Botha’s Halte primary school is the brainchild of the Bosjes Trust, with much collaboration between the Bosjes Trust, the Department of Education in the Western Cape (WCED), Stellenbosch University’s SUNCEP programme and the Governing Body of the school, they have successfully created a space which is not just for the benefit of the learners of Botha’s Halte Primary, but for the greater community. At the start of 2017 construction of a new Information and Communications Technology (ICT) school building began at Botha Halte Primary, off the R43 near Botha Wine Cellar in Worcester, South Africa. This facility provides tuition in Mathematics and Afrikaans to primary school learners up to grade seven. Square One Landscape Architects were members of the professional team involved in the design of the projects, receiving an Honourable Mention for their input at the 2019 ILASA Awards of Excellence.
Botha’s Halte incorporated the latest in technological innovation and environmental sustainability initiatives, to create a world-class educational facility for young learners in the Breede Valley Region. The School is a privately funded public facility and the client’s brief included the creation of an innovative architectural design that would generate a stimulating and inspiring environment for learners, while showcasing the latest in environmental innovation and technology. The architectural design (Meyer&Associates) incorporated a number of environmental sustainability mechanisms, including energy savings through passive heating and cooling, energy-efficient lighting installations and monitoring systems, water harvesting and water treatment strategies and wind energy generation.
Cost: +- R3 600 000
Location: Worcester, Bosjes Estate, Breede Valley, Western Cape
Landscape architectural interventions included the creation of extensive green roof systems, productive vegetable gardens and orchards, an indigenous water-wise and didactic planting palette, and a vegetation rehabilitation component.
An integrated outdoor play environment was created to cater for a variety of ages and capability levels, focusing on tactile and natural play. Rockeries, sandpits and natural materials were incorporated to create an interactive environment to allow natural expression and learning through play. The play environment includes a variety of custom-designed components that complement the architectural design while providing a variety of opportunities for play and exploration.
A structure of heritage significance, the Anna Zaal, located at the site, was protected and retained and became central to the design integration. The Anna Zaal is framed by a forecourt area that incorporates a series of contextually appropriate low seating walls, stormwater swales, and rockeries to create a natural and educational play environment at the school’s entrance.
Initially, the envisioned scope for landscape architecture was restricted to the creation of a generic play environment, and the planting of vegetable gardens and green roofs. The landscape architects, Square One, were appointed in late 2017 for the completion of phase one, with phase two being recently completed.
The integration of the design with the historic ‘Anna Zaal’ necessitated earthworks and installations that created an embankment behind the classroom areas and to the south of the site. The new site conditions were embraced by exploring how play can be incorporated on slopes to enhance the physical and mental development of the school learners.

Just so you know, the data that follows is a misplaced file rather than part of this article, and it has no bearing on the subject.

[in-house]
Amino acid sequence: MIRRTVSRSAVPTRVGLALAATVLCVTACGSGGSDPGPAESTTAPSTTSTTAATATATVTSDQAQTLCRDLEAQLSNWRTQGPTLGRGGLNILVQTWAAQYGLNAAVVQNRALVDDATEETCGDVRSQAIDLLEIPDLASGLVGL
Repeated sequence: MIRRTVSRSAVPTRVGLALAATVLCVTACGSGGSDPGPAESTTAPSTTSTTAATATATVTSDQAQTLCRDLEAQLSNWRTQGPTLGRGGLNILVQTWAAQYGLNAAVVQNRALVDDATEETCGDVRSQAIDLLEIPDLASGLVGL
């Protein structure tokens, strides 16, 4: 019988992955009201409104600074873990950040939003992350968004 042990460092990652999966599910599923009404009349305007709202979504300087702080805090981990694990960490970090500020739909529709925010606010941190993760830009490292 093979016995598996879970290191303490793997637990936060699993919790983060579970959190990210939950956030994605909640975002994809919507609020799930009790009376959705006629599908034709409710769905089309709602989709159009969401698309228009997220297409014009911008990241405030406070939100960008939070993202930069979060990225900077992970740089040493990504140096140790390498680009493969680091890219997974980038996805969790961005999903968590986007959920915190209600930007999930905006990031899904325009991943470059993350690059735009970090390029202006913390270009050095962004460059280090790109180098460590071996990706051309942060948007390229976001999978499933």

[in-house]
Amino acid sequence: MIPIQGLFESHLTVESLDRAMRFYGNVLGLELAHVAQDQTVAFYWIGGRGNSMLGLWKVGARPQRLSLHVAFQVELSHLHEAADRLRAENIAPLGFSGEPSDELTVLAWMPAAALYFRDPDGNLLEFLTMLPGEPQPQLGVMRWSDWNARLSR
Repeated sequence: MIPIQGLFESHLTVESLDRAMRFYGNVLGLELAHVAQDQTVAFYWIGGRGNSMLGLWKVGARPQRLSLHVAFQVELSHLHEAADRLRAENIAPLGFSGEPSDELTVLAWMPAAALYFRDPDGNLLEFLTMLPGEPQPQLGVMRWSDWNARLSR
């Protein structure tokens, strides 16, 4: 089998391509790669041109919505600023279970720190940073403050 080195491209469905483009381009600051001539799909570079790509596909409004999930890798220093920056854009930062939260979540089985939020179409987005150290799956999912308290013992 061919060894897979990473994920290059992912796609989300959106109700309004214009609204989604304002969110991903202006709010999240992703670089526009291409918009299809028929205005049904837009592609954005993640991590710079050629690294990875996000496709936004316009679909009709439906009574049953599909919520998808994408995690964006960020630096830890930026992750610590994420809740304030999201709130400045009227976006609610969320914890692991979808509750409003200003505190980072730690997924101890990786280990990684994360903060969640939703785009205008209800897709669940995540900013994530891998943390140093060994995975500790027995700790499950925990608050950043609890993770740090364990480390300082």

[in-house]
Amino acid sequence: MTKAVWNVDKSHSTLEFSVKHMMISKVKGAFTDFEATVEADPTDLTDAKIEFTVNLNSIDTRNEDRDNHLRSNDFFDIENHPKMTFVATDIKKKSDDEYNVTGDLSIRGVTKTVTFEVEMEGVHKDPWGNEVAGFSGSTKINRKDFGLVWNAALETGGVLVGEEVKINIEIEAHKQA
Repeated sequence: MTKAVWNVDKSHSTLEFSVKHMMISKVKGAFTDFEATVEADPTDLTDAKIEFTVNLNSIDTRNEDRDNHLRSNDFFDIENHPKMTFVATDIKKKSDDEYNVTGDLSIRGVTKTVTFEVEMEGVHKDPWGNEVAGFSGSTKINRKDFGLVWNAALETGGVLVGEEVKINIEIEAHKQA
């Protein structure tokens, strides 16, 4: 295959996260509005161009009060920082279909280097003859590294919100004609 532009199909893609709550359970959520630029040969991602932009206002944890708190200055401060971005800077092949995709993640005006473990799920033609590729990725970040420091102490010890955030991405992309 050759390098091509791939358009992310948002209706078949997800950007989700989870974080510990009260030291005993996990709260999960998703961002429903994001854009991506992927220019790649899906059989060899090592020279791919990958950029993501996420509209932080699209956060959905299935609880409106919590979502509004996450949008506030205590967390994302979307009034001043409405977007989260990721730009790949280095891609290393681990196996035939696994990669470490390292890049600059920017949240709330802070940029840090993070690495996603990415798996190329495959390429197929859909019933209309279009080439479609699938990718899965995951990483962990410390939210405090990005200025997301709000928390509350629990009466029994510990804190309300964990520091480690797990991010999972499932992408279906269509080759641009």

All play equipment and hard landscape materials and finishes were carefully designed and chosen by Square One Landscape architects to promote physical and cognitive development for children of various age groups through equipment manufactured by locally available and natural materials. Equipment was developed for easy and quick site installation to assist with time constraints. Various components are positioned throughout the play areas to allow children to develop upper and lower body muscles as well as social interaction between peers through play.
The site is characterized by harsh climatic conditions. Southeastern and northwestern winds and hot summers and wet winters had to be considered in tree positioning and placement in play areas, as well as the orientation and positioning of some, play equipment (for example the steel embankment slide). Extreme clay soil conditions were dealt with by carefully selecting tree and plant species and incorporating subsoil drains were needed to prevent soils from becoming water-saturated.
The Landscape & Vegetable Gardens:
By incorporating the best practice principles to produce a resilient project, the landscape was designed to harvest, filter, and store all stormwater runoff in a retention basin for reuse as irrigation and to create microclimates and habitats throughout the polishing process. Planted roofs cover the building by means of removable fiberglass planters planted with a wide range of indigenous species promoting a sensory learning experience for scholars. A ramp leads through the green roof area to allow learners to access the roof and interact with the species on the roof in raised planters. The integration of the design with the historic ‘Anna Zaal’ necessitated earthworks and installations that created an embankment behind the classroom areas and to the south of the site. The new site conditions were embraced by exploring how play can be incorporated on slopes to enhance the physical and mental development of the school learners.